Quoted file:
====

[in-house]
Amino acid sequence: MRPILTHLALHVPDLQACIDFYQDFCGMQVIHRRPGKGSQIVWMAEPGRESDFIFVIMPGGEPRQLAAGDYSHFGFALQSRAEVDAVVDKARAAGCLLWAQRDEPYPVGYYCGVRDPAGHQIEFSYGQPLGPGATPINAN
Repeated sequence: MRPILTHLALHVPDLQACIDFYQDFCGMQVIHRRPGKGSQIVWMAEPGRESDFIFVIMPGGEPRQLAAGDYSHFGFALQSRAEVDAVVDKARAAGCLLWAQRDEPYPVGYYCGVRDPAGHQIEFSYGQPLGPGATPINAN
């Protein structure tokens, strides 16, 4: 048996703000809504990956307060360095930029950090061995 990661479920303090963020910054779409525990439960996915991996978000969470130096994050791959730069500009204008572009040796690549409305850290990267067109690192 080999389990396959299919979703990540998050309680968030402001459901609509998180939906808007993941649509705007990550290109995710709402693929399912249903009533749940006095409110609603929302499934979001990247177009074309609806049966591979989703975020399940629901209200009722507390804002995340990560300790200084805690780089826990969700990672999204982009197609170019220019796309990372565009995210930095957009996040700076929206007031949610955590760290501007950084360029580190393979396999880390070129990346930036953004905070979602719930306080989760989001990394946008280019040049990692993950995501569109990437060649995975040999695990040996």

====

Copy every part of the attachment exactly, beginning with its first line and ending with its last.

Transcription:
[in-house]
Amino acid sequence: MRPILTHLALHVPDLQACIDFYQDFCGMQVIHRRPGKGSQIVWMAEPGRESDFIFVIMPGGEPRQLAAGDYSHFGFALQSRAEVDAVVDKARAAGCLLWAQRDEPYPVGYYCGVRDPAGHQIEFSYGQPLGPGATPINAN
Repeated sequence: MRPILTHLALHVPDLQACIDFYQDFCGMQVIHRRPGKGSQIVWMAEPGRESDFIFVIMPGGEPRQLAAGDYSHFGFALQSRAEVDAVVDKARAAGCLLWAQRDEPYPVGYYCGVRDPAGHQIEFSYGQPLGPGATPINAN
């Protein structure tokens, strides 16, 4: 048996703000809504990956307060360095930029950090061995 990661479920303090963020910054779409525990439960996915991996978000969470130096994050791959730069500009204008572009040796690549409305850290990267067109690192 080999389990396959299919979703990540998050309680968030402001459901609509998180939906808007993941649509705007990550290109995710709402693929399912249903009533749940006095409110609603929302499934979001990247177009074309609806049966591979989703975020399940629901209200009722507390804002995340990560300790200084805690780089826990969700990672999204982009197609170019220019796309990372565009995210930095957009996040700076929206007031949610955590760290501007950084360029580190393979396999880390070129990346930036953004905070979602719930306080989760989001990394946008280019040049990692993950995501569109990437060649995975040999695990040996």